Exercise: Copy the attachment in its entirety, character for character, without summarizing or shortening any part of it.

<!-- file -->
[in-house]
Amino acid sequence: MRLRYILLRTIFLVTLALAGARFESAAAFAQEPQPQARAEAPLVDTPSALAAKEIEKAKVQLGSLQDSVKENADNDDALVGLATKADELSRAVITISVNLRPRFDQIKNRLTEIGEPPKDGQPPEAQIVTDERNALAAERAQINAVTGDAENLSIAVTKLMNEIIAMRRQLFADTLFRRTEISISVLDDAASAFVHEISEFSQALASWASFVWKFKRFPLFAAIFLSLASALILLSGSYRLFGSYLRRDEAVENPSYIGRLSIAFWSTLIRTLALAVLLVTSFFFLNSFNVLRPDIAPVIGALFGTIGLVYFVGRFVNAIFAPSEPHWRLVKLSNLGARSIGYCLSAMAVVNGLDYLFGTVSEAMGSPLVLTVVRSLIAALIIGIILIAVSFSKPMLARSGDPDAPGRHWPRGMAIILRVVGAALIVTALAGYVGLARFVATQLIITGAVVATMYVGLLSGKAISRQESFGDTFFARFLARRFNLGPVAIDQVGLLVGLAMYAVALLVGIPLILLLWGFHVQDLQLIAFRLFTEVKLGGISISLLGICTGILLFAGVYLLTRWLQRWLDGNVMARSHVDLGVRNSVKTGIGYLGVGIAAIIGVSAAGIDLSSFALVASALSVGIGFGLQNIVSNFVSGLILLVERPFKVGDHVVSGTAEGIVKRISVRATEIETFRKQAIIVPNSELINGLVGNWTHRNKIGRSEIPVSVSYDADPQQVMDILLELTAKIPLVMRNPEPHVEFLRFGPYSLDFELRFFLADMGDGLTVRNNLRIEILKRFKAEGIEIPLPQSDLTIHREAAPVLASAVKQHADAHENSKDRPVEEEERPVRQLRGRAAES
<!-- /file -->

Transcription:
[in-house]
Amino acid sequence: MRLRYILLRTIFLVTLALAGARFESAAAFAQEPQPQARAEAPLVDTPSALAAKEIEKAKVQLGSLQDSVKENADNDDALVGLATKADELSRAVITISVNLRPRFDQIKNRLTEIGEPPKDGQPPEAQIVTDERNALAAERAQINAVTGDAENLSIAVTKLMNEIIAMRRQLFADTLFRRTEISISVLDDAASAFVHEISEFSQALASWASFVWKFKRFPLFAAIFLSLASALILLSGSYRLFGSYLRRDEAVENPSYIGRLSIAFWSTLIRTLALAVLLVTSFFFLNSFNVLRPDIAPVIGALFGTIGLVYFVGRFVNAIFAPSEPHWRLVKLSNLGARSIGYCLSAMAVVNGLDYLFGTVSEAMGSPLVLTVVRSLIAALIIGIILIAVSFSKPMLARSGDPDAPGRHWPRGMAIILRVVGAALIVTALAGYVGLARFVATQLIITGAVVATMYVGLLSGKAISRQESFGDTFFARFLARRFNLGPVAIDQVGLLVGLAMYAVALLVGIPLILLLWGFHVQDLQLIAFRLFTEVKLGGISISLLGICTGILLFAGVYLLTRWLQRWLDGNVMARSHVDLGVRNSVKTGIGYLGVGIAAIIGVSAAGIDLSSFALVASALSVGIGFGLQNIVSNFVSGLILLVERPFKVGDHVVSGTAEGIVKRISVRATEIETFRKQAIIVPNSELINGLVGNWTHRNKIGRSEIPVSVSYDADPQQVMDILLELTAKIPLVMRNPEPHVEFLRFGPYSLDFELRFFLADMGDGLTVRNNLRIEILKRFKAEGIEIPLPQSDLTIHREAAPVLASAVKQHADAHENSKDRPVEEEERPVRQLRGRAAES